I was lucky enough to request and receive a copy of this from the publishers in exchange for an honest review (bloody ages ago – I’m so sorry it’s taken so long!) All views and opinions are my own.
Shadows of Winterspell by Amy Wilson
This took me far too long to get round to reading! I’d requested it because I really enjoyed Snowglobe by the same author last year, but knew next to nothing about it until I read Lily’s review of it earlier this month. Like Lily, I was uncertain about the contemporary aspects, but trusted that if she’d still enjoyed it I probably would too! And I did!
Stella lives with her (ghost) Nan and Nan’s familiar Peg in a house protected by multiple charms just outside the forest of Winterspell.
The dark and dangerous shadows set loose in Winterspell by Stella’s father mean its not safe to venture in there, do Stella is cut off from the other Fae that live there. And she has no contact with the human community nearby either.
Lonely, and with a streak of almost-adolescent rebellion, Stella enrols at school to try to find her place, to fit in and find friends.
Amidst the PE bags and pencil cases, assemblies and awkwardness of being the newbie, Stella finds all is not quite as it seems and soon her and her new friends are battling to save Winterspell from her father’s shadows.
I thought the way the contemporary school setting and themes of friendship, loneliness, change, growing up and rebellion were merged with the magical elements of fairy folk, spells, Ghost Nan and glamour was expertly done and both ‘sides’ really complemented and balanced the other.
The way Amy Wilson has captured the spontaneity and determination of a child just starting to rebel, the uncertainty of new friendships and the anxiety and fierce protection of parents/guardians shows real perception and understanding.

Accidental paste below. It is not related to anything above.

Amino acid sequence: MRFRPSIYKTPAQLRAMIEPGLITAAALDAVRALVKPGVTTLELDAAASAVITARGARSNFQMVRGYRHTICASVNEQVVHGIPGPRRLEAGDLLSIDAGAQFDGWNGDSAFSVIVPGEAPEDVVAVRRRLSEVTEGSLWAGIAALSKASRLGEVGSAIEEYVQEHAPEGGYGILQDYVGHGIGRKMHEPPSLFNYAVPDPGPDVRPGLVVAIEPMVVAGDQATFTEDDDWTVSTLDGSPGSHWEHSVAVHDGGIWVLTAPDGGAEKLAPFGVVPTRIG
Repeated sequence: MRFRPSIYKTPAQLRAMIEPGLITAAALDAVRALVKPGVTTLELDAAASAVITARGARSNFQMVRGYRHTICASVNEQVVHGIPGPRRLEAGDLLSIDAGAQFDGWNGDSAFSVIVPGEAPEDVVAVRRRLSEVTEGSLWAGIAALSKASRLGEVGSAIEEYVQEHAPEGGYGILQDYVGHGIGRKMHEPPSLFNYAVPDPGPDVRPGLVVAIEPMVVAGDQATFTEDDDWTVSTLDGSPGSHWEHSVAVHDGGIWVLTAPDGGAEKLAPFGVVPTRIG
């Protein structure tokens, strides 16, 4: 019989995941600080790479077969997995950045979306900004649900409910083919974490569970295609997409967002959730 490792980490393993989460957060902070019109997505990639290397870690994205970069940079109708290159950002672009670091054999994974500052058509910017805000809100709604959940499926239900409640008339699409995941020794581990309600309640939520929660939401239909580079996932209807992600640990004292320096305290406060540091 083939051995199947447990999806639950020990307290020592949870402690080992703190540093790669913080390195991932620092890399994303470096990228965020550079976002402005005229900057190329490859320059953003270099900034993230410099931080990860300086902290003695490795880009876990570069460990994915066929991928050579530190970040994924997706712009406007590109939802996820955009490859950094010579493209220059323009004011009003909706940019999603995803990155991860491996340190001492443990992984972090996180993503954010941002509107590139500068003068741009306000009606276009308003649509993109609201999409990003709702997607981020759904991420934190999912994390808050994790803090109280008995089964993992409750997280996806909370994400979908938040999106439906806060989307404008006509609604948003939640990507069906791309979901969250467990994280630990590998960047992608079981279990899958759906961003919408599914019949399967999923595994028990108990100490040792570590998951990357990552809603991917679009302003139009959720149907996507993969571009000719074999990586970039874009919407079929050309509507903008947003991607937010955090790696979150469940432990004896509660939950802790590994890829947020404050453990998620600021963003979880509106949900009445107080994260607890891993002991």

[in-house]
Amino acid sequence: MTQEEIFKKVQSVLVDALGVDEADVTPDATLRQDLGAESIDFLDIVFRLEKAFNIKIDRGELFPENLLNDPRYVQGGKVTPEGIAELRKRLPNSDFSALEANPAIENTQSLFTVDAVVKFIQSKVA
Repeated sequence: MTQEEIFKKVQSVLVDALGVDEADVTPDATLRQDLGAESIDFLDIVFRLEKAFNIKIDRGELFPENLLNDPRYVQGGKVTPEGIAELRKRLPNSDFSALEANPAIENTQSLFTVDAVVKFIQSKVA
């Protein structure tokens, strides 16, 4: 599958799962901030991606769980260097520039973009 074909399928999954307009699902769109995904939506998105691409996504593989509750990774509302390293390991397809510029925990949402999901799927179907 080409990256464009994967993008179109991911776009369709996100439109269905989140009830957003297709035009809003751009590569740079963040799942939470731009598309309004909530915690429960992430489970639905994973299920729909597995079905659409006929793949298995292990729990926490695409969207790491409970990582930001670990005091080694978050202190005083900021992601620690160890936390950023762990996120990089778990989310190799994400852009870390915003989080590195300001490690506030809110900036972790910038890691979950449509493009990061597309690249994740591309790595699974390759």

Likewise, she utilises the fantasy elements of the story to gently explores loss and grief really effectively, unobtrusively and with great use of symbolism, imagery and metaphor.
And the fantasy elements really make the story come alive, whether through an action-packed, spell-slinging battle, or the humour brought by mischievous imp Peg, or the magical creatures we meet in Winterspell. The Centauride, Rory, especially is magnificent – she seems to embody the power and importance of nature and is one of my favourite characters despite being only a minor one.
This is a story with a fantastic sense of atmosphere and place. The characters are rounded and immensely likeable and believable; Zara especially is brilliant. The pace is kept up, and the balance between fantasy and legend and modernity and real-life is perfect.
A magical story of family and friendship that is full of feeling and gets everything spot on.